Apr 232017


I whittled the great limb of blackened music I found over the last week down to a spear, but it was a spear with 10 barbs. I organized the music alphabetically by band name and decided, as I stared at what I’d done, that music from 10 bands was too much for a single post. So, I’ve divided it into two parts, while maintaining the alphabetical ordering. I haven’t finished writing Part 2, so not sure if it will come later today or tomorrow (but probably tomorrow).


Of Forsworn Vows is the debut EP of a two-man project named ÆRA (the creator of all the music seems to be from Chile, the vocalist from Missouri). It was digitally released in February, but it’s now available on tape through Desolated Woods Records, and it appears that Aeternitas Tenebrarum plans to make a CD release (the Bandcamp download has been updated so that the tracks now consist of the CD masters).



The three songs on Of Forsworn Vows combine gloomy, abrasive riffs, vocals that are both searing and solemn, and shimmering keyboard layers that add a mystical and mythic aura. At speed, the songs embody cold yet chaotic ferocity. In their slower movements, they reach for haunting grandeur and wintry melancholy. Emotionally evocative and immersive music in an icy Norwegian style that’s well-suited by the drifting mists and ancient forests depicted on the cover.

Updates on ÆRA‘s Facebook page indicate that the band are far along in recording a full-length album. I look forward to hearing it.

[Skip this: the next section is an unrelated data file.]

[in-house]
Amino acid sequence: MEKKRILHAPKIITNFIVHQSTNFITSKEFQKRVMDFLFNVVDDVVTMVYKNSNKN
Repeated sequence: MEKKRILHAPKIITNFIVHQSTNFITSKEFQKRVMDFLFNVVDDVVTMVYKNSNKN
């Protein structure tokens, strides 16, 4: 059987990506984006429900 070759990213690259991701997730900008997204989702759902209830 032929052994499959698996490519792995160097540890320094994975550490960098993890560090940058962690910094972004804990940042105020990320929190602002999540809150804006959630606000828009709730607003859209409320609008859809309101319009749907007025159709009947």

(Thanks to Miloš for turning me on to this EP.)









The Serbian duo All My Sins released demos in 2002 and 2004, and after a 13-year hiatus they released a new four-track EP in January entitled Lunar / Solar. The members have previous experience with such groups as Kawir, Terrörhammer, Ulvdalir and Triumfall. The band explain their new release as follows:

“Divided in two conceptual parts, first half of the record representing the lunar side showcasing darker aspects of black metal ontology placed in the perspective of local folklore elements. The second half reflects the more luminous character represented as a solar side, even more influenced by the south slavic cultural context, still retaining a brisk black metal aura. With both parts cyclically linked to one another like phenomenons of day and night, “Lunar / Solar” is a spiritual journey through heliacal and nocturnal dimensions of slavic mysticism, a release dedicated to the Sky as a mythological being.”

The instrumental piece that begins the EP (“Jeka Prve Kiše“) does indeed evoke the mystical beauty of the moon shining over a forested wilderness, as well as a haunting kind of loneliness. When the surge of rushing energy arrives in the dramatic, blood-rushing second track (“Pod Mesecom Prastari Hrast“) through a torrent of blasting drums, fierce riffing, and scalding vocal intensity, an air of dark but dire beauty persists, accompanied by a memorable, folk-influenced melody.